Parents and attorneys in the Indian child custody lawsuit in Minnesota. Photo: Americans For Tribal Court Equality Inc
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Non-Indian parents file lawsuit to halt transfer of child custody cases to tribes





Two non-Indian parents filed a lawsuit in federal court to stop the state of Minnesota from transferring Indian child custody cases to tribes.

The parents are suing Minnesota Department of Human Services Commissioner Emily Piper as well as Scott County. They allege the defendants violated state and federal law, including the Indian Child Welfare Act, by transferring cases involving their children to the Shakopee Mdewakanton Sioux Community.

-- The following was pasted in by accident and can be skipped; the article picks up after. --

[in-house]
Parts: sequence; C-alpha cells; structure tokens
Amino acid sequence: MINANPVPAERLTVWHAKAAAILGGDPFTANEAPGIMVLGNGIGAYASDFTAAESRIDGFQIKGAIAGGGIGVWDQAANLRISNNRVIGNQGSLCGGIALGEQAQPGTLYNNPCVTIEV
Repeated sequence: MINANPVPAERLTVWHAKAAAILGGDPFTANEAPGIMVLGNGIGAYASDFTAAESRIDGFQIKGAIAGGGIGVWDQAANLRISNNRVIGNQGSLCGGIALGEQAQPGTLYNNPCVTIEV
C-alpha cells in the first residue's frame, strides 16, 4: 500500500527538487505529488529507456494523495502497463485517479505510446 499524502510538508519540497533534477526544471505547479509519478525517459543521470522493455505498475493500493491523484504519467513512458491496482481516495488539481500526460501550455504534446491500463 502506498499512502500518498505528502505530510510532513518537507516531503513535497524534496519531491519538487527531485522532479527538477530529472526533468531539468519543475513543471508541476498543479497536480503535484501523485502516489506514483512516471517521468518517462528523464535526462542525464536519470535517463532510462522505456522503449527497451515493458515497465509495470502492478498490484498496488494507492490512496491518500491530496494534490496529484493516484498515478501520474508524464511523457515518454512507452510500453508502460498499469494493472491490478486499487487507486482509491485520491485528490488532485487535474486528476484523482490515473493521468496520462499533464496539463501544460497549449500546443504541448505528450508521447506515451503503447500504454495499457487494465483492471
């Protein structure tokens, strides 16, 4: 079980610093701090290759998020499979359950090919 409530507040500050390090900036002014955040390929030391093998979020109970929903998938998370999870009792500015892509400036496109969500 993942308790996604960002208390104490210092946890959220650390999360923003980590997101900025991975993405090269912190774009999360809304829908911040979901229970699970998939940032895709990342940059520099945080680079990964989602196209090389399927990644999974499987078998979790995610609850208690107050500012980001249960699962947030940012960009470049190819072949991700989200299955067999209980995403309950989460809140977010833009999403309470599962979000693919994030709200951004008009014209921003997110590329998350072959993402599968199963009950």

"Time and time again, we see the member parents being preferred over the non-member parents in tribal courts," attorney Erick Kaardal said at a press conference on Tuesday, The Prior Lake American reported. "The tribal courts prefer Indian relatives to non-Indian relatives. That's a discrimination."

The parents, though, are not suing the tribe, which could raise issues of sovereign immunity. The complaint, which was filed on Tuesday, merely lists the tribe in a section titled "Others."

"We believe in the fairness of our tribal court system, which has been in place for nearly 30 years. The community views these matters as personal and private and will not discuss them publicly," the tribe said in a statement to The Prior Lake American in response to the lawsuit.

The parents are part of a group calling itself Americans for Tribal Court Equality, which is also a plaintiff in the lawsuit.

Read More on the Story:
Scott County faces lawsuit over tribal custody cases (The Prior Lake American October 9, 2017)
New lawsuit targets custody battles in tribal courts (KMSP October 10, 2017)
Minnesota Parents File Suit Over Tribal Court Custody Cases (WCCO October 10, 2017)